Therefore it is my conclusion that the most immediate (and perhaps most important) changes are to be made at an individual level. I can only assume that a majority (if not the entirety) of the people in this conversation have more than what they need to live. We must each evaluate our own lives and use of money in the light of our moral obligation to the whole of our community, including the poor and disenfranchised. How you choose to put that into action must be decided on an individual level but it can include lots of possibilities- it begins by evaluating your standard of living- what do you really need? Then begin applyiing this standard to your daily choices of what you buy. You must also make a commitement to share your time, your talent and/or your money (including the money you save by simplifying) with those causes/charities that you deem worthy.
    I look forward to hearing your ideas.

  3. on keeping the rich rich at the expense of the poor: as long as the economic pie (gross domestic product, in economic-ese) does not grow, this will always happen because the rich have more opportunities for grabbing a bigger share of the pie, i.e., “money begets money.”

  4. Personally, I don’t think this is a problem human government can solve, nor individual humans (thought of course generosity and care for fellow mankind is certainly a worthy pursuit in the model set forth by Jesus). It’s an imperfect system run by imperfect men whose desires for personal success and power (and lack of actual power) interfere with their ability to effect change. My feeling is that the only government that can bring about the just system we all want is God’s kingdom government (Dan 2:44), which is discussed throughout the Bible as the solution to all of mankind’s problems and which Jesus taught us to pray for (Matt 6:9,10). What do you think?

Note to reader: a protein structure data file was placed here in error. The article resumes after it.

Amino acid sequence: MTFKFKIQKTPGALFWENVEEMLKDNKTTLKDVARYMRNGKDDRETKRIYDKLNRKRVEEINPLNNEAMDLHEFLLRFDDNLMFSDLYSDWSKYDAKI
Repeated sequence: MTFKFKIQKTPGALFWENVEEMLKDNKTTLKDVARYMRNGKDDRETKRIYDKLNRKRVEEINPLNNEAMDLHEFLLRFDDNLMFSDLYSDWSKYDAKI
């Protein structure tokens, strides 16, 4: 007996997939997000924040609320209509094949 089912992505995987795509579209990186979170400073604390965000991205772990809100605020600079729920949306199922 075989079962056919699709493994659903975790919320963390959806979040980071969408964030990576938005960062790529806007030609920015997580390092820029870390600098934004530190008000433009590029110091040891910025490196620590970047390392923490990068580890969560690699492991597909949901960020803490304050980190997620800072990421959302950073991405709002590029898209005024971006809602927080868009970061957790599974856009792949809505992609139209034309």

5. Ren and Kristen are of course correct-
    there is no way to establish a perfectly equitable system. People are imperfect, selfish and greedy. Those with money and power will naturally use what they already have to amass more. This most definately applies to us all, especially myself.
    My point was that even though we may not succeed, we need to try to establish personal codes of conduct AND tax policies that emphasize our communal obligation to care for the poor and vulnerable. We may not elminate the problem but we must do something to address it because we can ALL do more than what we currently do.
    “The Kingdom” as Kristen puts it, may not be established by human hands alone, but we need to do our part and keep reaching for that goal, all the while trusting that some day, God will finish our work.

  6. I went to a Jesuit university, and we used to have fascinating discussions on topics like this.
    Somehow, it never translated into a parish situation. If there had been more priests like you, willing to debate and discuss issues, perhaps more of us would not have fallen away from the church.
    I’m enjoying following this discussion.